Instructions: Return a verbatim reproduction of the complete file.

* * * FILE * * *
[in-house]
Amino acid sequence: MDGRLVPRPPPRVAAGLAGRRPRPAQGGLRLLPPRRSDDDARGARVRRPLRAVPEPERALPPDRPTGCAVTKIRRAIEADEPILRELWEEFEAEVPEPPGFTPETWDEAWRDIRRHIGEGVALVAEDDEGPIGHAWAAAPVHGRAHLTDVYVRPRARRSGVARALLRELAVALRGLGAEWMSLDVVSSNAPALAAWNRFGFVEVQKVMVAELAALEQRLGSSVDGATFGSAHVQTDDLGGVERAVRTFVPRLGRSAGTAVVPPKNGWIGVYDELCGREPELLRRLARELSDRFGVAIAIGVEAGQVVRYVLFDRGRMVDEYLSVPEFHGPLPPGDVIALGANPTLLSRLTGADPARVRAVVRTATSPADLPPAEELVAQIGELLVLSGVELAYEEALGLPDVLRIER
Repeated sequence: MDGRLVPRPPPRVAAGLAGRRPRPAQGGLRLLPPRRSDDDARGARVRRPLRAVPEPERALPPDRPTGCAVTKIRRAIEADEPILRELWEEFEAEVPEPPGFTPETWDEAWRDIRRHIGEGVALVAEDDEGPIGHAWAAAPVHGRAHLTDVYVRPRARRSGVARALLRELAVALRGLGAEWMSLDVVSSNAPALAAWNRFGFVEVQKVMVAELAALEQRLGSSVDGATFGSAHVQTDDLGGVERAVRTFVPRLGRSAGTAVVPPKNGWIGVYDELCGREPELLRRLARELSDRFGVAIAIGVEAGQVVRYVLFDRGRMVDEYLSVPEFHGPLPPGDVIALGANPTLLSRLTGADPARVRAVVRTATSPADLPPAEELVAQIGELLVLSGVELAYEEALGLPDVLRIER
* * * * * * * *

[in-house]
Amino acid sequence: MDGRLVPRPPPRVAAGLAGRRPRPAQGGLRLLPPRRSDDDARGARVRRPLRAVPEPERALPPDRPTGCAVTKIRRAIEADEPILRELWEEFEAEVPEPPGFTPETWDEAWRDIRRHIGEGVALVAEDDEGPIGHAWAAAPVHGRAHLTDVYVRPRARRSGVARALLRELAVALRGLGAEWMSLDVVSSNAPALAAWNRFGFVEVQKVMVAELAALEQRLGSSVDGATFGSAHVQTDDLGGVERAVRTFVPRLGRSAGTAVVPPKNGWIGVYDELCGREPELLRRLARELSDRFGVAIAIGVEAGQVVRYVLFDRGRMVDEYLSVPEFHGPLPPGDVIALGANPTLLSRLTGADPARVRAVVRTATSPADLPPAEELVAQIGELLVLSGVELAYEEALGLPDVLRIER
Repeated sequence: MDGRLVPRPPPRVAAGLAGRRPRPAQGGLRLLPPRRSDDDARGARVRRPLRAVPEPERALPPDRPTGCAVTKIRRAIEADEPILRELWEEFEAEVPEPPGFTPETWDEAWRDIRRHIGEGVALVAEDDEGPIGHAWAAAPVHGRAHLTDVYVRPRARRSGVARALLRELAVALRGLGAEWMSLDVVSSNAPALAAWNRFGFVEVQKVMVAELAALEQRLGSSVDGATFGSAHVQTDDLGGVERAVRTFVPRLGRSAGTAVVPPKNGWIGVYDELCGREPELLRRLARELSDRFGVAIAIGVEAGQVVRYVLFDRGRMVDEYLSVPEFHGPLPPGDVIALGANPTLLSRLTGADPARVRAVVRTATSPADLPPAEELVAQIGELLVLSGVELAYEEALGLPDVLRIER